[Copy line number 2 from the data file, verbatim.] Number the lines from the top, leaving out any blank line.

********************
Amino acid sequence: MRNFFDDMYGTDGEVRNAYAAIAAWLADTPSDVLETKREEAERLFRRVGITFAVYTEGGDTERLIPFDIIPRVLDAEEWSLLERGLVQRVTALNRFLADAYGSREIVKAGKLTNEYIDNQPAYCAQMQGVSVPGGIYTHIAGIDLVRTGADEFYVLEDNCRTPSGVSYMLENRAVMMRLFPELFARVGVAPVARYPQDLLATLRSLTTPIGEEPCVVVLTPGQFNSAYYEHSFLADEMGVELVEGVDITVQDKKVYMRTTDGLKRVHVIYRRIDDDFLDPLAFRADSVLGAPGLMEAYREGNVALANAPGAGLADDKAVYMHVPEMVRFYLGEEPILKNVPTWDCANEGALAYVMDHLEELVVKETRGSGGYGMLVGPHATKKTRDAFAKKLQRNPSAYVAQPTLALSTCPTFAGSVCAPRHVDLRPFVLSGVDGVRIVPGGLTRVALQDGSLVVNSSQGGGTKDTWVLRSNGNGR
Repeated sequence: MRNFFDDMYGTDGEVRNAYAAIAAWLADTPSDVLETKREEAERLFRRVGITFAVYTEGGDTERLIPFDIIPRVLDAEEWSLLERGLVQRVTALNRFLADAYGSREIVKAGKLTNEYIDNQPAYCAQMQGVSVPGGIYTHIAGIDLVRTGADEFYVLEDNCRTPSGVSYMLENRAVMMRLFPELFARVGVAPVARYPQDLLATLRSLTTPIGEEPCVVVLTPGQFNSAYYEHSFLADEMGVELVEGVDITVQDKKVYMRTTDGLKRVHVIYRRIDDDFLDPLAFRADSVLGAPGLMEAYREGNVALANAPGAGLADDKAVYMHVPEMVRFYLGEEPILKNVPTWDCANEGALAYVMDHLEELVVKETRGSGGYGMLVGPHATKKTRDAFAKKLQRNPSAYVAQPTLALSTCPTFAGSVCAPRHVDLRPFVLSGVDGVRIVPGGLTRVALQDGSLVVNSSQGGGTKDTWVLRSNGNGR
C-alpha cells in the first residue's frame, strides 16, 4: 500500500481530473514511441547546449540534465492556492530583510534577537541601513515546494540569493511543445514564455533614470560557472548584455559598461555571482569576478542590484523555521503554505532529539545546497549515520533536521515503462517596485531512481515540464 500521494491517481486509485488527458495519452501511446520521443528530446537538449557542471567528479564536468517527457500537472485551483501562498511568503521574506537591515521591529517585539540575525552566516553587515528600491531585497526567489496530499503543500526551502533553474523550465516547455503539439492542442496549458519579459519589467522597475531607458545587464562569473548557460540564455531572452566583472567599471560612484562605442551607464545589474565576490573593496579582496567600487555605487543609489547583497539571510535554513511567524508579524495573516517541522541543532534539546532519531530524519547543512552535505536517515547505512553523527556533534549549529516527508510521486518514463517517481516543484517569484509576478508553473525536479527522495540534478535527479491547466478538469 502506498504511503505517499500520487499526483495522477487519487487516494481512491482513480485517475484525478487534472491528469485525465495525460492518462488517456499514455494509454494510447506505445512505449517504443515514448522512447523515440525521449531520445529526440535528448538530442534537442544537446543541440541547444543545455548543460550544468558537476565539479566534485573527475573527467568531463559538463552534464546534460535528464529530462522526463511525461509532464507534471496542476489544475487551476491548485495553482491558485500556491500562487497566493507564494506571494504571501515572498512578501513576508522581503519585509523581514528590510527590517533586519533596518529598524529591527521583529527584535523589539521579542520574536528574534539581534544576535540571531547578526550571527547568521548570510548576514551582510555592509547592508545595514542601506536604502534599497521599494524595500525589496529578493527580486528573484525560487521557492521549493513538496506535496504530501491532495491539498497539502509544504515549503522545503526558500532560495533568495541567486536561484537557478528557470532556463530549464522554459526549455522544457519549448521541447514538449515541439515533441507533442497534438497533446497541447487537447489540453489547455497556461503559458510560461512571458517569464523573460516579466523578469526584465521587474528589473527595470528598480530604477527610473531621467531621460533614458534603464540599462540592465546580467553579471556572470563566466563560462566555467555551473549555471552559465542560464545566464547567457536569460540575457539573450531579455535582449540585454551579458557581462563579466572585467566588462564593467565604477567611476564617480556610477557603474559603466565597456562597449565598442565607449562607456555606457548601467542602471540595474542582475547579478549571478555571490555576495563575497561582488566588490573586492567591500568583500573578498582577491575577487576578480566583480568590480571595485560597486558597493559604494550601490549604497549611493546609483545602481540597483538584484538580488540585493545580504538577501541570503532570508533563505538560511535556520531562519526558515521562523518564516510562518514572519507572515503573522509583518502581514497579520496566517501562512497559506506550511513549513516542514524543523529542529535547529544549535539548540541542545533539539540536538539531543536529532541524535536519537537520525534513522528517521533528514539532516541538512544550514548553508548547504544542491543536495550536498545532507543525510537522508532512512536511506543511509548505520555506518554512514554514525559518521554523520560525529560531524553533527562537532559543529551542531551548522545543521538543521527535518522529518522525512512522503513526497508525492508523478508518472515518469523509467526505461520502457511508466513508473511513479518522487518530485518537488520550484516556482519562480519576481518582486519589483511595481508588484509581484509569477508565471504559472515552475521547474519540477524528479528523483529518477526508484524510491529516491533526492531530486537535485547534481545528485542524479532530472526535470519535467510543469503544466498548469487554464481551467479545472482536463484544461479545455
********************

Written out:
Repeated sequence: MRNFFDDMYGTDGEVRNAYAAIAAWLADTPSDVLETKREEAERLFRRVGITFAVYTEGGDTERLIPFDIIPRVLDAEEWSLLERGLVQRVTALNRFLADAYGSREIVKAGKLTNEYIDNQPAYCAQMQGVSVPGGIYTHIAGIDLVRTGADEFYVLEDNCRTPSGVSYMLENRAVMMRLFPELFARVGVAPVARYPQDLLATLRSLTTPIGEEPCVVVLTPGQFNSAYYEHSFLADEMGVELVEGVDITVQDKKVYMRTTDGLKRVHVIYRRIDDDFLDPLAFRADSVLGAPGLMEAYREGNVALANAPGAGLADDKAVYMHVPEMVRFYLGEEPILKNVPTWDCANEGALAYVMDHLEELVVKETRGSGGYGMLVGPHATKKTRDAFAKKLQRNPSAYVAQPTLALSTCPTFAGSVCAPRHVDLRPFVLSGVDGVRIVPGGLTRVALQDGSLVVNSSQGGGTKDTWVLRSNGNGR